Civil War Blog

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Who Was George Samuels?

Posted By on October 25, 2012

Some questions have come to the Civil War Research Project about one of the names on the Lykens G.A.R. Monument.  That individual is a George Samuels, about whom little is known.  Who was George Samuels?  What was his occupation?  Where was he born and where did he live?  Did he have a family?  What was his Civil War service?  Where did he die and where is he buried?

The initial information about George Samuels was that he was not a member of the Heilner Post, G.A.R., of the Lykens-Wiconisco area of Dauphin County.  That is noted on the monument by the fact that he is listed with the non-members.  Also known is that he served at the rank of Private.  But efforts to find him in local records (census, church and cemetery records, etc.) have thus far produced no positive results.  In the Pennsylvania Archives Veterans’ Card File, there is a card (pictured above) for a “George Samuel” who served in the 9th Pennsylvania Cavalry, Company B, as a Private.  This particular regiment and company was recruited from Dauphin County and was composed almost completely of men who had some connection to the upper part of the county, the Lykens Valley area that is covered by the Civil War Research Project.  The card notes that the “George Samuel” who served in this company/regiment resided in Dauphin County at the time of his enrollment.  However, the enrollment took place in Scranton, Lackawanna County, Pennsylvania, 14 September 1861.  At the time of enrollment, “George Samuel” was 20 years old (born about 1841), stood 5′ 6″ tall, had dark hair, gray eyes, and dark complexion.  His occupation was “clerk.”  The “muster in” took place in Harrisburg, Dauphin County, on 7 October 1861.  The card also indicates that George Samuel was discharged on a Surgeon’s Certificate of Disability on 18 December 1862, and at some point in his service, he was “sick in hospital, Camp Denniso [sic], Ohio.”  The camp name was actually “Camp Dennison,” and in checking on the history of that camp, there was a hospital there.  Its location was not too far from the Ohio/Kentucky border where the city of Cincinnati is situated.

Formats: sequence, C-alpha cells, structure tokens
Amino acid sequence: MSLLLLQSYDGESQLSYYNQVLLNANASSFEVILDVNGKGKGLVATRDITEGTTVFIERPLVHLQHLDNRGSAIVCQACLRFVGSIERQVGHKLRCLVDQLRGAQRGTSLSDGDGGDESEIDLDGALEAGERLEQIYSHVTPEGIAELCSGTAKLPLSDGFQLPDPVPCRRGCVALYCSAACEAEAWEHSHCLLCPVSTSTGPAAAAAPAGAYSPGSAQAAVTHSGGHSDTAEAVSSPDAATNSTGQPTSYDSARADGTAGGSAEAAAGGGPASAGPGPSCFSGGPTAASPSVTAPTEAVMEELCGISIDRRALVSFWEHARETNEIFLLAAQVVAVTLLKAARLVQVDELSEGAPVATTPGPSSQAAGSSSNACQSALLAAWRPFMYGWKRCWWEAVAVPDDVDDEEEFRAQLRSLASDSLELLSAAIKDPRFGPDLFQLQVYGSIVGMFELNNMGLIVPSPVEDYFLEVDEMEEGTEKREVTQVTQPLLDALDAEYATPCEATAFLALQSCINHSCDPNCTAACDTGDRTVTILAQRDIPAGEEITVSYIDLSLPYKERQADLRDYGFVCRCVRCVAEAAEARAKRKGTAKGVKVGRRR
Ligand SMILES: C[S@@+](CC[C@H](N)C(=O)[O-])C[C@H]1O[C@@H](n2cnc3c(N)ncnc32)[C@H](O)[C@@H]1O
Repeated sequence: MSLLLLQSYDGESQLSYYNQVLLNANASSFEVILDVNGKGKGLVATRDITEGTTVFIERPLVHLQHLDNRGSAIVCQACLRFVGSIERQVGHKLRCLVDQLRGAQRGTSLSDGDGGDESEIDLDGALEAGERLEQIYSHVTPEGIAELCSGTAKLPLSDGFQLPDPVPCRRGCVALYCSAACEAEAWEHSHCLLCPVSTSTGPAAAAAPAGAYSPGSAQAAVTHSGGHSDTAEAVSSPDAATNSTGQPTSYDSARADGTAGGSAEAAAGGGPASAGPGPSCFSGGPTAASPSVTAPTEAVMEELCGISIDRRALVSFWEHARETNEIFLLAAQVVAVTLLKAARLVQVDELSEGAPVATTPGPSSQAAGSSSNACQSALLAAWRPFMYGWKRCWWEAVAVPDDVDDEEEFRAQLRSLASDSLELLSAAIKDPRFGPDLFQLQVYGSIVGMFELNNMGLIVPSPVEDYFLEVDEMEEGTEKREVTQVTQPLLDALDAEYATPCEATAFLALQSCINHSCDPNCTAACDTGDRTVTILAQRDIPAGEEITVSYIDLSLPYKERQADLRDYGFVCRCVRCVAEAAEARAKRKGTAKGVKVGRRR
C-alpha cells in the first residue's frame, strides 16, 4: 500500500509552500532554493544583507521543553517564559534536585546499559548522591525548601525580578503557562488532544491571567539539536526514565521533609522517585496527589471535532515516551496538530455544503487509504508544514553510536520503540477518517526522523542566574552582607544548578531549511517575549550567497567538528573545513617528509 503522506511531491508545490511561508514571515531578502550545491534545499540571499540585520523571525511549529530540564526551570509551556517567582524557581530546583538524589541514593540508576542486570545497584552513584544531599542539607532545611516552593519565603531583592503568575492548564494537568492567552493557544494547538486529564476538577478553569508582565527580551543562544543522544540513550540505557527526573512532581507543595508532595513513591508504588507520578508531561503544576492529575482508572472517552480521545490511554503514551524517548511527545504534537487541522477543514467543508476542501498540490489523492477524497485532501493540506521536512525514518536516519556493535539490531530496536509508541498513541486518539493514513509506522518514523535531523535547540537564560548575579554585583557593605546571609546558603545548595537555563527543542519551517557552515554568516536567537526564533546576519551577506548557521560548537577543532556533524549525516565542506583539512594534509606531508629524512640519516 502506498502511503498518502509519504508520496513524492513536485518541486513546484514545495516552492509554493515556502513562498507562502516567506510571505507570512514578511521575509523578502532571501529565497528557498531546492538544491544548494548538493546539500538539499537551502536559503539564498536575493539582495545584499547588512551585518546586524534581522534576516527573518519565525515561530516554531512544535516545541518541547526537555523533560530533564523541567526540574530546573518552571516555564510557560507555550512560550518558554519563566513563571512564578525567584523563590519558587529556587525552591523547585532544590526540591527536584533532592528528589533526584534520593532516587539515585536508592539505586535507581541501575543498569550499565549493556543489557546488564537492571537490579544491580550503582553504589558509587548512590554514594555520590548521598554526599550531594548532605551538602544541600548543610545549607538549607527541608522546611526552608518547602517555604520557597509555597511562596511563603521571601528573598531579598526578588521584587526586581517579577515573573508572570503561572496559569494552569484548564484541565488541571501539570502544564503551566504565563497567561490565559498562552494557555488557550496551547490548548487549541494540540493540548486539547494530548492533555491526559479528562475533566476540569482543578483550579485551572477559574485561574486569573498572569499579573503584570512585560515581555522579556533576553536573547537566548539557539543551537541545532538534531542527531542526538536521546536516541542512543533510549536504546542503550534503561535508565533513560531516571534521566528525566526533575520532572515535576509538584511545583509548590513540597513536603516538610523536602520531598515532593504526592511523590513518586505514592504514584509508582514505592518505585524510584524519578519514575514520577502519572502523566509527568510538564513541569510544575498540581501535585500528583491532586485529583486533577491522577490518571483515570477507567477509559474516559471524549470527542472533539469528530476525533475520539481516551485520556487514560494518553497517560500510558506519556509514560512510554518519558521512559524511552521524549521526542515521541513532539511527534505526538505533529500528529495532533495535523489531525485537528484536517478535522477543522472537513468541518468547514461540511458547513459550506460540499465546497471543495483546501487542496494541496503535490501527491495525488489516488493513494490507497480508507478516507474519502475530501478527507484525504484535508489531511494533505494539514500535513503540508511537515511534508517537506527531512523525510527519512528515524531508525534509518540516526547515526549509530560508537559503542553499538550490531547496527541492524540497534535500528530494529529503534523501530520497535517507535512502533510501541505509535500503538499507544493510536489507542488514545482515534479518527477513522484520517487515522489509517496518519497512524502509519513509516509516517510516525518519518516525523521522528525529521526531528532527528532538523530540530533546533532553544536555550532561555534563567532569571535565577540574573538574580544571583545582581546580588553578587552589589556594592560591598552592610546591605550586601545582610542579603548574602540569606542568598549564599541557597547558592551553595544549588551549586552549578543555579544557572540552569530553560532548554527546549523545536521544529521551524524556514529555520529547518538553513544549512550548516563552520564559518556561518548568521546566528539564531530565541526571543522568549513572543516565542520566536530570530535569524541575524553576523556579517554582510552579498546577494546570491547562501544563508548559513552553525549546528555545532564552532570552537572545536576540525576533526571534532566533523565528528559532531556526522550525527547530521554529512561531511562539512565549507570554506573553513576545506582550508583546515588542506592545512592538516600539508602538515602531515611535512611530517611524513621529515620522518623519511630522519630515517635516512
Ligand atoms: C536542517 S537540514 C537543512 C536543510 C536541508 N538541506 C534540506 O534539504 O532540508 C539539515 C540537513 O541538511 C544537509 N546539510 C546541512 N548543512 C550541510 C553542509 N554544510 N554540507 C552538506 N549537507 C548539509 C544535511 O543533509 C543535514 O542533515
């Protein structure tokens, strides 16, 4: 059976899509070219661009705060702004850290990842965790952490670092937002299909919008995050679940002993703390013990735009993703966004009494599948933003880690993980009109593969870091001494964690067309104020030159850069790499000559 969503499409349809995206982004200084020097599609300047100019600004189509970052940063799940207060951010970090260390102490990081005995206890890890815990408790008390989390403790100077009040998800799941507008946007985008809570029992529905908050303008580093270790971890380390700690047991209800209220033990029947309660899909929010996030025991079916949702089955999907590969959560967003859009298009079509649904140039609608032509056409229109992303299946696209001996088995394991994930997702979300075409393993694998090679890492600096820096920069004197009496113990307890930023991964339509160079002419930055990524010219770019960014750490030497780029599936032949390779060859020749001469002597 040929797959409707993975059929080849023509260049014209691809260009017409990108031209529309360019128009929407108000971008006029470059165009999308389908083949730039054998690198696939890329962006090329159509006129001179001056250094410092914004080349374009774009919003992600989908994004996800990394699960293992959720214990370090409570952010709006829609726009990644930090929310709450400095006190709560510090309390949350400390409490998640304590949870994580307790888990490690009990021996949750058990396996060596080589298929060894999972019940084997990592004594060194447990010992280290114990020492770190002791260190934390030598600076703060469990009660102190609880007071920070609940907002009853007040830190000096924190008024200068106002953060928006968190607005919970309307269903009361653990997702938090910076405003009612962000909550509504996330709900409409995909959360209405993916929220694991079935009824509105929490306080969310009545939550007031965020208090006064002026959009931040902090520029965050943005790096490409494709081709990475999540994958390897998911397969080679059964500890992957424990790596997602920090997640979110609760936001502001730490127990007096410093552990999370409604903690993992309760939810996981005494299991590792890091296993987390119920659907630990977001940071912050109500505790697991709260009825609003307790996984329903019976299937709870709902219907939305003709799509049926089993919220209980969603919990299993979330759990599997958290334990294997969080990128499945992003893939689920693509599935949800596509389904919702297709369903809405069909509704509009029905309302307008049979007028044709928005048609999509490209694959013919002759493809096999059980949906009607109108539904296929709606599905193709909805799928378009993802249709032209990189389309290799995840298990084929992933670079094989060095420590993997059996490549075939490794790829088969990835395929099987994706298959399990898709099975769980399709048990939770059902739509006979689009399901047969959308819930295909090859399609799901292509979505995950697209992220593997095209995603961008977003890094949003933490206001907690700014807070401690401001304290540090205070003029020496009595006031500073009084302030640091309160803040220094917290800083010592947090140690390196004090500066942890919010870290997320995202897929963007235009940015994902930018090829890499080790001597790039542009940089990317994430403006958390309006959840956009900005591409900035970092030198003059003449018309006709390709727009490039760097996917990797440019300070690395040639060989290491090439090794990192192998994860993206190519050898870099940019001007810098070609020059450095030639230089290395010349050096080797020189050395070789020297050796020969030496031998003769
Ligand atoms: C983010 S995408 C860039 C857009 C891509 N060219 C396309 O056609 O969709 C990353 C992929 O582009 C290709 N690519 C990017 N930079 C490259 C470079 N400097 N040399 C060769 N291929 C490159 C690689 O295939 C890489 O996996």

Can we assume that this George Samuel is the same person as the George Samuels who is named on the Lykens G.A.R. Monument?  It seems reasonable that in the absence of any other person of the same or similar names in the Lykens Valley area at that time, and the confirmation that George Samuel had residence in Dauphin County (per his Veterans’ Index Card) as well as the knowledge that Company B of the 9th Pennsylvania Cavalry was a company/regiment company composed heavily of local men, the conclusion can be made that it is the same person.  There is one additional factor that leans toward accepting this conclusion.  William Thomas, the diarist of the 9th Pennsylvania Cavalry, and the person upon whose diary the history of the 9th Pennsylvania Cavalry (Yankee Cavalrymen) was based, was also from Lykens and his information would have been available to those who constructed the monument.  However, there is no mention of a George Samuel or George Samuels in Yankee Cavalryman.  This does not mean that the diary of William Thomas contained no reference to him.  As has been previously noted on this blog, a typescript of that diary existed about 30 years ago when Yankee Cavalrymen was written, but efforts to locate it as well as the original diary itself, have not been successful.